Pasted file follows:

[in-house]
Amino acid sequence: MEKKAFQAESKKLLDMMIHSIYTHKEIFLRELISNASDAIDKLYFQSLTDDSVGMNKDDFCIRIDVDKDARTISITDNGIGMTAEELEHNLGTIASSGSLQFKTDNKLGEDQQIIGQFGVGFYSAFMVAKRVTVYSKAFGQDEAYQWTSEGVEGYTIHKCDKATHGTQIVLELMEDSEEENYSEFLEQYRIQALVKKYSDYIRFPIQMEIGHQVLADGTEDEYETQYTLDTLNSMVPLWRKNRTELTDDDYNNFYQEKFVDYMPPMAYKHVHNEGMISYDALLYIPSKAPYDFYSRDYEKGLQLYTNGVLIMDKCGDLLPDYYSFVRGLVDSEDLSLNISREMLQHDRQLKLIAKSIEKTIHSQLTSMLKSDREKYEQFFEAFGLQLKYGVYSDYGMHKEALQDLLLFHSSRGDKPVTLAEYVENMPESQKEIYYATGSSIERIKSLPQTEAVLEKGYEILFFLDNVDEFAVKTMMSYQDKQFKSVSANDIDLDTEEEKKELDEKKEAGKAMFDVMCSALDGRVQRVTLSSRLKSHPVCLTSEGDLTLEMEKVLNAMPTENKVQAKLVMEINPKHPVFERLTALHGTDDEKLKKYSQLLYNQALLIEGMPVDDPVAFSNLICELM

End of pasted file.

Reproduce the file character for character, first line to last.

[in-house]
Amino acid sequence: MEKKAFQAESKKLLDMMIHSIYTHKEIFLRELISNASDAIDKLYFQSLTDDSVGMNKDDFCIRIDVDKDARTISITDNGIGMTAEELEHNLGTIASSGSLQFKTDNKLGEDQQIIGQFGVGFYSAFMVAKRVTVYSKAFGQDEAYQWTSEGVEGYTIHKCDKATHGTQIVLELMEDSEEENYSEFLEQYRIQALVKKYSDYIRFPIQMEIGHQVLADGTEDEYETQYTLDTLNSMVPLWRKNRTELTDDDYNNFYQEKFVDYMPPMAYKHVHNEGMISYDALLYIPSKAPYDFYSRDYEKGLQLYTNGVLIMDKCGDLLPDYYSFVRGLVDSEDLSLNISREMLQHDRQLKLIAKSIEKTIHSQLTSMLKSDREKYEQFFEAFGLQLKYGVYSDYGMHKEALQDLLLFHSSRGDKPVTLAEYVENMPESQKEIYYATGSSIERIKSLPQTEAVLEKGYEILFFLDNVDEFAVKTMMSYQDKQFKSVSANDIDLDTEEEKKELDEKKEAGKAMFDVMCSALDGRVQRVTLSSRLKSHPVCLTSEGDLTLEMEKVLNAMPTENKVQAKLVMEINPKHPVFERLTALHGTDDEKLKKYSQLLYNQALLIEGMPVDDPVAFSNLICELM